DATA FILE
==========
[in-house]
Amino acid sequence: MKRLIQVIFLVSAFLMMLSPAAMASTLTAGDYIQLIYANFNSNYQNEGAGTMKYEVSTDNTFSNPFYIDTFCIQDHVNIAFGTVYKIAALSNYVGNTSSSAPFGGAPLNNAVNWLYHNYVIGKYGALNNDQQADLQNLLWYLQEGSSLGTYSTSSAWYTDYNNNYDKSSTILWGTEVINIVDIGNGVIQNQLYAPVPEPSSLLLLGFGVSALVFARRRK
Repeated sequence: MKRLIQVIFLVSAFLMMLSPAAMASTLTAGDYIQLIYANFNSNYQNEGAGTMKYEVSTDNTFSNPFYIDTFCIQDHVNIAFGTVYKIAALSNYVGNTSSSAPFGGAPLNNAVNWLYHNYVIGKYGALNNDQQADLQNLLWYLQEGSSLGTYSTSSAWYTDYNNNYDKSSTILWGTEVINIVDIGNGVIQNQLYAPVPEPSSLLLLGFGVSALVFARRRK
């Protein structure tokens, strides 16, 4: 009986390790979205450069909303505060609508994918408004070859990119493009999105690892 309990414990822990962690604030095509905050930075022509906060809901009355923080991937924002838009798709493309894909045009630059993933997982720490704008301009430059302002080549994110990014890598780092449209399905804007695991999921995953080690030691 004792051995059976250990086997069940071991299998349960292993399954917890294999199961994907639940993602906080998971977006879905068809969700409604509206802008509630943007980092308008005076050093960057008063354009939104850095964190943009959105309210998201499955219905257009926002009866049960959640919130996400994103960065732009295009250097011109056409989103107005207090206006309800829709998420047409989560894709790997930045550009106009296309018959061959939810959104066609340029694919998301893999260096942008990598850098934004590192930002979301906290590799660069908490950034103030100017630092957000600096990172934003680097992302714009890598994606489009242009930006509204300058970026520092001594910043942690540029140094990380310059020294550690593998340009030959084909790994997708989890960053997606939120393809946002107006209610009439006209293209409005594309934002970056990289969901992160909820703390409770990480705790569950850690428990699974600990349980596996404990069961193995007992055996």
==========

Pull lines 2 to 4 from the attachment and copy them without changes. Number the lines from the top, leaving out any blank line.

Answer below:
Amino acid sequence: MKRLIQVIFLVSAFLMMLSPAAMASTLTAGDYIQLIYANFNSNYQNEGAGTMKYEVSTDNTFSNPFYIDTFCIQDHVNIAFGTVYKIAALSNYVGNTSSSAPFGGAPLNNAVNWLYHNYVIGKYGALNNDQQADLQNLLWYLQEGSSLGTYSTSSAWYTDYNNNYDKSSTILWGTEVINIVDIGNGVIQNQLYAPVPEPSSLLLLGFGVSALVFARRRK
Repeated sequence: MKRLIQVIFLVSAFLMMLSPAAMASTLTAGDYIQLIYANFNSNYQNEGAGTMKYEVSTDNTFSNPFYIDTFCIQDHVNIAFGTVYKIAALSNYVGNTSSSAPFGGAPLNNAVNWLYHNYVIGKYGALNNDQQADLQNLLWYLQEGSSLGTYSTSSAWYTDYNNNYDKSSTILWGTEVINIVDIGNGVIQNQLYAPVPEPSSLLLLGFGVSALVFARRRK
């Protein structure tokens, strides 16, 4: 009986390790979205450069909303505060609508994918408004070859990119493009999105690892 309990414990822990962690604030095509905050930075022509906060809901009355923080991937924002838009798709493309894909045009630059993933997982720490704008301009430059302002080549994110990014890598780092449209399905804007695991999921995953080690030691 004792051995059976250990086997069940071991299998349960292993399954917890294999199961994907639940993602906080998971977006879905068809969700409604509206802008509630943007980092308008005076050093960057008063354009939104850095964190943009959105309210998201499955219905257009926002009866049960959640919130996400994103960065732009295009250097011109056409989103107005207090206006309800829709998420047409989560894709790997930045550009106009296309018959061959939810959104066609340029694919998301893999260096942008990598850098934004590192930002979301906290590799660069908490950034103030100017630092957000600096990172934003680097992302714009890598994606489009242009930006509204300058970026520092001594910043942690540029140094990380310059020294550690593998340009030959084909790994997708989890960053997606939120393809946002107006209610009439006209293209409005594309934002970056990289969901992160909820703390409770990480705790569950850690428990699974600990349980596996404990069961193995007992055996």